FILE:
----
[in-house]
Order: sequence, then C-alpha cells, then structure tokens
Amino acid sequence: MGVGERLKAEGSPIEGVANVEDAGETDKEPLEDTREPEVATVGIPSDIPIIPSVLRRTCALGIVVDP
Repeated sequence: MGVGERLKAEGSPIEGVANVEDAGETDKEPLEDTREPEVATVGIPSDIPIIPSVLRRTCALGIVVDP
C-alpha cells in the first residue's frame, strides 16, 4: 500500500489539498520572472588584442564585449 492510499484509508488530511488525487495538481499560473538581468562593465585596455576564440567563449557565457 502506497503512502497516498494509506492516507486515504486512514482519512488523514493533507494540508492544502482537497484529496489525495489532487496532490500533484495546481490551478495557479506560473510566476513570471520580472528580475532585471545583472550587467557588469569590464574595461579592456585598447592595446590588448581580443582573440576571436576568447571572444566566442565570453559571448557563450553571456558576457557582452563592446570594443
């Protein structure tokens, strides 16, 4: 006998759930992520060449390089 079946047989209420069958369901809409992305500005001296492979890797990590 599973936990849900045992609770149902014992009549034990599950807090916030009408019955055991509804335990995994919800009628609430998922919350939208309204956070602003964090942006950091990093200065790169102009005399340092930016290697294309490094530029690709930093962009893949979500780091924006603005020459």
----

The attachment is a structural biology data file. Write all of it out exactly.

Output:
[in-house]
Order: sequence, then C-alpha cells, then structure tokens
Amino acid sequence: MGVGERLKAEGSPIEGVANVEDAGETDKEPLEDTREPEVATVGIPSDIPIIPSVLRRTCALGIVVDP
Repeated sequence: MGVGERLKAEGSPIEGVANVEDAGETDKEPLEDTREPEVATVGIPSDIPIIPSVLRRTCALGIVVDP
C-alpha cells in the first residue's frame, strides 16, 4: 500500500489539498520572472588584442564585449 492510499484509508488530511488525487495538481499560473538581468562593465585596455576564440567563449557565457 502506497503512502497516498494509506492516507486515504486512514482519512488523514493533507494540508492544502482537497484529496489525495489532487496532490500533484495546481490551478495557479506560473510566476513570471520580472528580475532585471545583472550587467557588469569590464574595461579592456585598447592595446590588448581580443582573440576571436576568447571572444566566442565570453559571448557563450553571456558576457557582452563592446570594443
């Protein structure tokens, strides 16, 4: 006998759930992520060449390089 079946047989209420069958369901809409992305500005001296492979890797990590 599973936990849900045992609770149902014992009549034990599950807090916030009408019955055991509804335990995994919800009628609430998922919350939208309204956070602003964090942006950091990093200065790169102009005399340092930016290697294309490094530029690709930093962009893949979500780091924006603005020459």